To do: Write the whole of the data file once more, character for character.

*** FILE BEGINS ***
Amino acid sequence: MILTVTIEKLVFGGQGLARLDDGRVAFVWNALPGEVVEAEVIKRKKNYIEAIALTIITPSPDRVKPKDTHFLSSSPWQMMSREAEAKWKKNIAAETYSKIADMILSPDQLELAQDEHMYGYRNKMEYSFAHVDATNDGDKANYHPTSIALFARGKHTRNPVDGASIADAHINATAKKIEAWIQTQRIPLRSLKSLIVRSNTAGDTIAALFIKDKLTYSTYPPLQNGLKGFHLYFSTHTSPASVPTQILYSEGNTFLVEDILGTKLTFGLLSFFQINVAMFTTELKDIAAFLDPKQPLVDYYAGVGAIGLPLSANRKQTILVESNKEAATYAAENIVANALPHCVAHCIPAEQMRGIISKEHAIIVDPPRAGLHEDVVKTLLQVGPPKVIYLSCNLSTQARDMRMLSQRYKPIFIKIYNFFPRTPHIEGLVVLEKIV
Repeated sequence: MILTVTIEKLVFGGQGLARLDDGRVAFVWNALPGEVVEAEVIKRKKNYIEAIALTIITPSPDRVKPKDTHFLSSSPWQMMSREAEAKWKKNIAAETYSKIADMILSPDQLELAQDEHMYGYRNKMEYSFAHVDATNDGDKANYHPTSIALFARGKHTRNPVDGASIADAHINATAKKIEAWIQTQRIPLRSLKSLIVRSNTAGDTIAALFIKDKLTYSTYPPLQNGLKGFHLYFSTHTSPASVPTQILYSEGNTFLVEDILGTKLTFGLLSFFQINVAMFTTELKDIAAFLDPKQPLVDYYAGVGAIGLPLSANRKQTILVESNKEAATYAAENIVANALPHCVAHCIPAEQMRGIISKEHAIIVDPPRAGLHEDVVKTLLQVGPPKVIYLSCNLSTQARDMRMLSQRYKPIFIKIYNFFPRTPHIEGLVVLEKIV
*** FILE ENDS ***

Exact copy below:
Amino acid sequence: MILTVTIEKLVFGGQGLARLDDGRVAFVWNALPGEVVEAEVIKRKKNYIEAIALTIITPSPDRVKPKDTHFLSSSPWQMMSREAEAKWKKNIAAETYSKIADMILSPDQLELAQDEHMYGYRNKMEYSFAHVDATNDGDKANYHPTSIALFARGKHTRNPVDGASIADAHINATAKKIEAWIQTQRIPLRSLKSLIVRSNTAGDTIAALFIKDKLTYSTYPPLQNGLKGFHLYFSTHTSPASVPTQILYSEGNTFLVEDILGTKLTFGLLSFFQINVAMFTTELKDIAAFLDPKQPLVDYYAGVGAIGLPLSANRKQTILVESNKEAATYAAENIVANALPHCVAHCIPAEQMRGIISKEHAIIVDPPRAGLHEDVVKTLLQVGPPKVIYLSCNLSTQARDMRMLSQRYKPIFIKIYNFFPRTPHIEGLVVLEKIV
Repeated sequence: MILTVTIEKLVFGGQGLARLDDGRVAFVWNALPGEVVEAEVIKRKKNYIEAIALTIITPSPDRVKPKDTHFLSSSPWQMMSREAEAKWKKNIAAETYSKIADMILSPDQLELAQDEHMYGYRNKMEYSFAHVDATNDGDKANYHPTSIALFARGKHTRNPVDGASIADAHINATAKKIEAWIQTQRIPLRSLKSLIVRSNTAGDTIAALFIKDKLTYSTYPPLQNGLKGFHLYFSTHTSPASVPTQILYSEGNTFLVEDILGTKLTFGLLSFFQINVAMFTTELKDIAAFLDPKQPLVDYYAGVGAIGLPLSANRKQTILVESNKEAATYAAENIVANALPHCVAHCIPAEQMRGIISKEHAIIVDPPRAGLHEDVVKTLLQVGPPKVIYLSCNLSTQARDMRMLSQRYKPIFIKIYNFFPRTPHIEGLVVLEKIV